Limit to Human Life May be Around 115
Human life spans may be limited to a maximum of about 115 years, claim US scientists.
Their conclusions, published in the journal Nature, were made by analysing decades of data on human longevity.
They said a rare few may live longer, but the odds were so poor you'd have to scour 10,000 planet Earths to find just one 125-year-old.
But while some scientists have praised the study, others have labelled it a dismal travesty.
Life expectancy has been increasing relentlessly since the nineteenth century — due to vaccines, safer childbirth and tackling killers like cancer and heart disease.
But can that go on forever?
The team in New York analysed data from the Human Mortality Database and the deaths of super-centenarians (those over 110) in France, Japan, UK and US.
The data showed increases in life expectancy were slowing in centenarians and that the maximum age of death had plateaued for at least two decades.
Prof Jan Vijg, one of the researchers from the Albert Einstein College of Medicine, told the BBC News website: "In people over 105 we make very little progress, that tells you we are most likely approaching the limit to human life.
"For the first time in history we've been able to see this, it looks like the maximum life span — this ceiling, this barrier — is about 115.
"It's almost impossible you'll get beyond it. You need 10,000 worlds like ours to end up with one individual in a given year who will live until 125 - so a very small chance."
The oldest person
Jeanne Calment came close. The oldest ever person, whose age can be backed up by official documents, was 122 when she died in 1997.
The French icon of longevity was born before the Eiffel Tower was constructed and met the painter Vincent van Gogh. Nobody has since got near her venerable age.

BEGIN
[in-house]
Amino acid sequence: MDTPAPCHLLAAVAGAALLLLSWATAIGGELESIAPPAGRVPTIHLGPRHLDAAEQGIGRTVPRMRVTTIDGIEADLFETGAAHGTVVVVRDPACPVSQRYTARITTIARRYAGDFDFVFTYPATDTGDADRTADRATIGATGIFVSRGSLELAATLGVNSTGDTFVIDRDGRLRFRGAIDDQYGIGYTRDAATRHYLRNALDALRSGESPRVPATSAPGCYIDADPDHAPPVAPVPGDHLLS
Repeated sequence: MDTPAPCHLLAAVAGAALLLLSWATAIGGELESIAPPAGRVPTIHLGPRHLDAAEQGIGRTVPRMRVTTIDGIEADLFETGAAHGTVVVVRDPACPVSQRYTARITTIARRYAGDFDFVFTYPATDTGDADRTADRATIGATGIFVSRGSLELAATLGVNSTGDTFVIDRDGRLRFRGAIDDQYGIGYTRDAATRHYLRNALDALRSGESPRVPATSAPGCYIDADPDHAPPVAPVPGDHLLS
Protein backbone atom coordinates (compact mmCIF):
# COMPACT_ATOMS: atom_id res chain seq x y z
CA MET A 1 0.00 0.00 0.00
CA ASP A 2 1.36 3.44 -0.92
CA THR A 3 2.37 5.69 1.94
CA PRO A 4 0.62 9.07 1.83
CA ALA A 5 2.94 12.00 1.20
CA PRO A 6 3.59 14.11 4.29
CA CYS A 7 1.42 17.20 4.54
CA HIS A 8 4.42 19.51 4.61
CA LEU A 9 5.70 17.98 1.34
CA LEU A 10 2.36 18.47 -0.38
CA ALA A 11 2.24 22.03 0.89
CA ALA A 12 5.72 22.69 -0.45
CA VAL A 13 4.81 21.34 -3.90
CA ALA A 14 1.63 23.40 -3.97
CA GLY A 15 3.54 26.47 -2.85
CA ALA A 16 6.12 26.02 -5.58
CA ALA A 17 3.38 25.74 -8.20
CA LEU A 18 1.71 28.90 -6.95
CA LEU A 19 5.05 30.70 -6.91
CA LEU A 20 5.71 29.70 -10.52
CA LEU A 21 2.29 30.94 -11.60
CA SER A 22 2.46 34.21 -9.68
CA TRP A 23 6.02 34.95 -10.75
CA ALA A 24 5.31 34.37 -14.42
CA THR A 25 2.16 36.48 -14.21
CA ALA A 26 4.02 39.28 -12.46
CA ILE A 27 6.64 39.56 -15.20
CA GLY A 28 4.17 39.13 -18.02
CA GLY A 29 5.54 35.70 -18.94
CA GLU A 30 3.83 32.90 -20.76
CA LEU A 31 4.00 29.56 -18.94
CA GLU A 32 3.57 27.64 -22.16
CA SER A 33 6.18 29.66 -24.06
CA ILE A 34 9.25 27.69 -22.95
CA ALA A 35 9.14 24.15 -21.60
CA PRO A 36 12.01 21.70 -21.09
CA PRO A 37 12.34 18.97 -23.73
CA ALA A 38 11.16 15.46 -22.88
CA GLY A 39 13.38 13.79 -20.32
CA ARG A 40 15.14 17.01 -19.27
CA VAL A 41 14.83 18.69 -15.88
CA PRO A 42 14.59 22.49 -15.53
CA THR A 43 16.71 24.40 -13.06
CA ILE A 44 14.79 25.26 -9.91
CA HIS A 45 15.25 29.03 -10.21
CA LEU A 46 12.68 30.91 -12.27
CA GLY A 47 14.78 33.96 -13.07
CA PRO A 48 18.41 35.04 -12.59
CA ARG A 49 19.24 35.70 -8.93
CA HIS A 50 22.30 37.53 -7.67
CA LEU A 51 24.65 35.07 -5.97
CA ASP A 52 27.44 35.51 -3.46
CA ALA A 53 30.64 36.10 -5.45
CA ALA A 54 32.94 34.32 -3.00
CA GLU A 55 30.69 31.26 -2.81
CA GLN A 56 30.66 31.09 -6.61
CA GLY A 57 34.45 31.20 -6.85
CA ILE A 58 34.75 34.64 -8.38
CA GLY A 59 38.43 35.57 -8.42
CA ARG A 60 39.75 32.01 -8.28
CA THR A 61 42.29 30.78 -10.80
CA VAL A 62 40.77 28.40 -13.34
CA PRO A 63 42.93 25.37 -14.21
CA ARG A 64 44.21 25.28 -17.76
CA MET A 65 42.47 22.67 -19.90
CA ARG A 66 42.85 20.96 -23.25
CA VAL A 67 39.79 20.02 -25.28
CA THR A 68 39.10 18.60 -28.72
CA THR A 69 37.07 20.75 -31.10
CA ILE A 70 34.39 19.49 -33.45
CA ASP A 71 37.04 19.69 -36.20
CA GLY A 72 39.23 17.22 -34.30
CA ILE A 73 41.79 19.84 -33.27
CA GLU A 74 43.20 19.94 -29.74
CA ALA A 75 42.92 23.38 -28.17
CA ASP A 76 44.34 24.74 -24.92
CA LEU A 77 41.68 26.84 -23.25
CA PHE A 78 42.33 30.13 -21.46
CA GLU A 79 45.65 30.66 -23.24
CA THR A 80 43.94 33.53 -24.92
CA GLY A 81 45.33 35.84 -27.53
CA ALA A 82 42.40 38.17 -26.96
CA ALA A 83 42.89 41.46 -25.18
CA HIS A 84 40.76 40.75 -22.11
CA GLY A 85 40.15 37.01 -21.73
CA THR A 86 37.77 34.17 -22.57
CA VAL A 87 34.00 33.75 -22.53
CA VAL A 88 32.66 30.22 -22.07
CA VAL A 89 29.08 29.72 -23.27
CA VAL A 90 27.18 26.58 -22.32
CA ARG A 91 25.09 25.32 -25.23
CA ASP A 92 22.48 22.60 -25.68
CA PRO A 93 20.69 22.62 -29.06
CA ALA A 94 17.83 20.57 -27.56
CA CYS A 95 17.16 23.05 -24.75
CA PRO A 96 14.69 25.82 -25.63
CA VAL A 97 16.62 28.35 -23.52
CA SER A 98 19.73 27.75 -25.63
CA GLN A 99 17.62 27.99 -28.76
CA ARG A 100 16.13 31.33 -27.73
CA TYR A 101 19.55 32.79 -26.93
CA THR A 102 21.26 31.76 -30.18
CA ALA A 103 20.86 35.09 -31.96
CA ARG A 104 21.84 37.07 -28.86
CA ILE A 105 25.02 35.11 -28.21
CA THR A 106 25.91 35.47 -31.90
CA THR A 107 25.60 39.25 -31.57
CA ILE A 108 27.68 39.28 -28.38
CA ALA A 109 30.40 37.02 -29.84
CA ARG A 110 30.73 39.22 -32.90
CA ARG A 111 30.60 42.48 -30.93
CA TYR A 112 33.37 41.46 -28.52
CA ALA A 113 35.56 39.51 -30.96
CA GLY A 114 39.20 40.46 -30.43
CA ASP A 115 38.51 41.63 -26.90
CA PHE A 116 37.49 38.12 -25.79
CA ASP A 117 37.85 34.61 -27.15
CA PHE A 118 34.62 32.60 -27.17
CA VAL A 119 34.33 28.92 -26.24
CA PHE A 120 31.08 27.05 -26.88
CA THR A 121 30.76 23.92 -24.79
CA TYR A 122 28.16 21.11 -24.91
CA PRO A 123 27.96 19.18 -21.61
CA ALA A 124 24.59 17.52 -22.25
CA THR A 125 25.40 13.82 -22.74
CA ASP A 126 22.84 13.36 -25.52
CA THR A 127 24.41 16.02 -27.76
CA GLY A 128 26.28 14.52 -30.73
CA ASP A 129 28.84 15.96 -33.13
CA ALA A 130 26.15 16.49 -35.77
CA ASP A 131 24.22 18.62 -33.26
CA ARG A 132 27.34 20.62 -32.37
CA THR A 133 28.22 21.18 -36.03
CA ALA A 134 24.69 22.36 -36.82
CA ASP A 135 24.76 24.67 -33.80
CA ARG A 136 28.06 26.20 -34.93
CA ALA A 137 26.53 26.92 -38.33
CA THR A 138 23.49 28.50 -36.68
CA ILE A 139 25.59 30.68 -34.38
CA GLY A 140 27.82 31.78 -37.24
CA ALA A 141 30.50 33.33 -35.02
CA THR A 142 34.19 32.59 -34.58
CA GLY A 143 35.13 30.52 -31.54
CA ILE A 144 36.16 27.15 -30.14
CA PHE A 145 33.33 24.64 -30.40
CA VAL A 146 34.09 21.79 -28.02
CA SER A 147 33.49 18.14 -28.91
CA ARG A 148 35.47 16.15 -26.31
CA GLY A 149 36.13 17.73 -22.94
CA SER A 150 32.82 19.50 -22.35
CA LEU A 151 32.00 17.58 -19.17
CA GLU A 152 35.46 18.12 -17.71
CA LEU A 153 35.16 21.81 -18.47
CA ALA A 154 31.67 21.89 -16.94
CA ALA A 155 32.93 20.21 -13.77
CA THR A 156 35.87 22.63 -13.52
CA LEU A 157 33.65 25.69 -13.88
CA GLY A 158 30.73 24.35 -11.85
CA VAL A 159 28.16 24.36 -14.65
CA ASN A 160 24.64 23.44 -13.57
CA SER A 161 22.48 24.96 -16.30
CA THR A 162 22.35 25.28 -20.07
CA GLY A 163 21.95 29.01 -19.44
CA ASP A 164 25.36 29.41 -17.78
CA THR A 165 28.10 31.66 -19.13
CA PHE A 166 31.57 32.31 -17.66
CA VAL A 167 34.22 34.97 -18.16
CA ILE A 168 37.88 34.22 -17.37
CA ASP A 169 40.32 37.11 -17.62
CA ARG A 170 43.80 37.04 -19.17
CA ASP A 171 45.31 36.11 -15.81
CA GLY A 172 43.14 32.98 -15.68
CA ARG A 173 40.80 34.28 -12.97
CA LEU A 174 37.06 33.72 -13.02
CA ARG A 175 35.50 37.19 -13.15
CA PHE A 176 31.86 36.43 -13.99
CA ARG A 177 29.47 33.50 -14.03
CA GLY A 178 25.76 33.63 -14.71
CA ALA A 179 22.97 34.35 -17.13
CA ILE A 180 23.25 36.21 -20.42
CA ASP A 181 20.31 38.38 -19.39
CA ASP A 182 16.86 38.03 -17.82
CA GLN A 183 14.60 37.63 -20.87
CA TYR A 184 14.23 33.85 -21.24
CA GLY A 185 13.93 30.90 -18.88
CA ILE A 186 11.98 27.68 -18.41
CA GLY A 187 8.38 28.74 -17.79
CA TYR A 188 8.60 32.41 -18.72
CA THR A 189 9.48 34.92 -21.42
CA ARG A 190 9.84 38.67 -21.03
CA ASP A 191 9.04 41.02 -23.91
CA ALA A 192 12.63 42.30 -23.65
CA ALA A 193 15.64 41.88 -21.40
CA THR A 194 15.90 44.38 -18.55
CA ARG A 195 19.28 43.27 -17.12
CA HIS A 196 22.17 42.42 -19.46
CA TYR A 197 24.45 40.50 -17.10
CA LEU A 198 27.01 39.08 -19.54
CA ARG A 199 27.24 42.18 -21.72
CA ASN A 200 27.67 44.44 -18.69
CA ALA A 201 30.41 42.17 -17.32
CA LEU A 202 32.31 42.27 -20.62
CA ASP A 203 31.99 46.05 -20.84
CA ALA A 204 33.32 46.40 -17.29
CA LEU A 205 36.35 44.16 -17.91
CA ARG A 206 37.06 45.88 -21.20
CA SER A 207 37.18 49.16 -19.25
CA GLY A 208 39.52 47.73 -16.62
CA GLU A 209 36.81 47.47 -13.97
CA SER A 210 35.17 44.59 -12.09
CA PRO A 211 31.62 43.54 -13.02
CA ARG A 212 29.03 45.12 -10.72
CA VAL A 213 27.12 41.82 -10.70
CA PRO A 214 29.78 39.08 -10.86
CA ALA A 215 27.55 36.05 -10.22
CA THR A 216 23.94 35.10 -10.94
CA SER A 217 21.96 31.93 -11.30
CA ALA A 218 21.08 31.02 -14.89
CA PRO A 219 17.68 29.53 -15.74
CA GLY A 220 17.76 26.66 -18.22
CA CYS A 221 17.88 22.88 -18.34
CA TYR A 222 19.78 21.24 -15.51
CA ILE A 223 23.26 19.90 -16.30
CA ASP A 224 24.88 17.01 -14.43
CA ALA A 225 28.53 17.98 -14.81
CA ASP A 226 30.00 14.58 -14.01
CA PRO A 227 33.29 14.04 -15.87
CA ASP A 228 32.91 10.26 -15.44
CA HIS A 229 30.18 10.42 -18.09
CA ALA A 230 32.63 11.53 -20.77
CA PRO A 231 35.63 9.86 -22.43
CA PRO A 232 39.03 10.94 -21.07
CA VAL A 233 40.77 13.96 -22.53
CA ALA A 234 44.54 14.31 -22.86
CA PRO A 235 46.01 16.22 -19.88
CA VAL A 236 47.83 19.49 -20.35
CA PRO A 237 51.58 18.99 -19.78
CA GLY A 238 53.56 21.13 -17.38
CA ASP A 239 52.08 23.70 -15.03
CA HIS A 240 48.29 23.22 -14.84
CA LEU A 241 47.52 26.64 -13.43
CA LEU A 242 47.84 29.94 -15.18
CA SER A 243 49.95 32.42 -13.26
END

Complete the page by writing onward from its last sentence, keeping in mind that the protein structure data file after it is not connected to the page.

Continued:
Prof Dame Linda Partridge, the director of the UCL Institute of Healthy Ageing, said a limit to lifespans "logically has to exist".
But she told the BBC: "Although this really interesting paper describes what is happening, it doesn't describe what will happen."
The crop of centenarians in the study were affected by malnutrition and infectious diseases in their childhood back in the late 19th Century.
Remember smallpox was declared eradicated only in 1980.
"It was certainly very different to what the current birth cohort will go through, but it could yet be rather negative as a lot of children have grown up obese and that could bring lifespan down quite a lot," Prof Partridge added.
The 115-year claim is too much for Prof James Vaupel, the director of the Max Planck Institute for Demographic Research.
He described the study as a dismal travesty and said scientists had in the past claimed the limit was 65, 85 and 105 only to be proven wrong over and over again.
He said: "In this sorry saga, those convinced that there are looming limits did not apply demography and statistics to test hypotheses about lifespan limits—instead they exploited rhetoric, deficient methods and pretty graphics to attempt to prove their gut feelings.
" adds nothing to scientific knowledge about how long we will live."
Experiments, which look after animals in ideal conditions, have suggested lifespans do have a limit.
Prof Jay Olshansky, from the University of Illinois, said mice tend to live for about 1,000 days, dogs for about 5,000 days and "humanity is approaching a natural limit to life".
The challenge with tackling ageing is that we have not evolved to live to extreme old ages.
Millions of years of natural selection has honed us to survive, grow and reproduce in our youth.
What happens to our bodies half a century or more later — at ages we have never reached in our evolutionary history — are a side-effect of the instructions in our DNA that are important in youth.
So any attempt to really increase lifespan will need an approach that goes beyond treating diseases and tackles ageing inside every cell of the body.
Prof Jan Vijg added: "To get maximum life spans of 120, 125 or 130 maybe, we need to do something very fundamental here.
"We need to change the whole genetic make-up of the human species, you would have to develop thousands or tens of thousands of different drugs.
"The ageing process is so complicated that it will not be possible to substantially change this limit to human life."
By James Gallagher/BBC News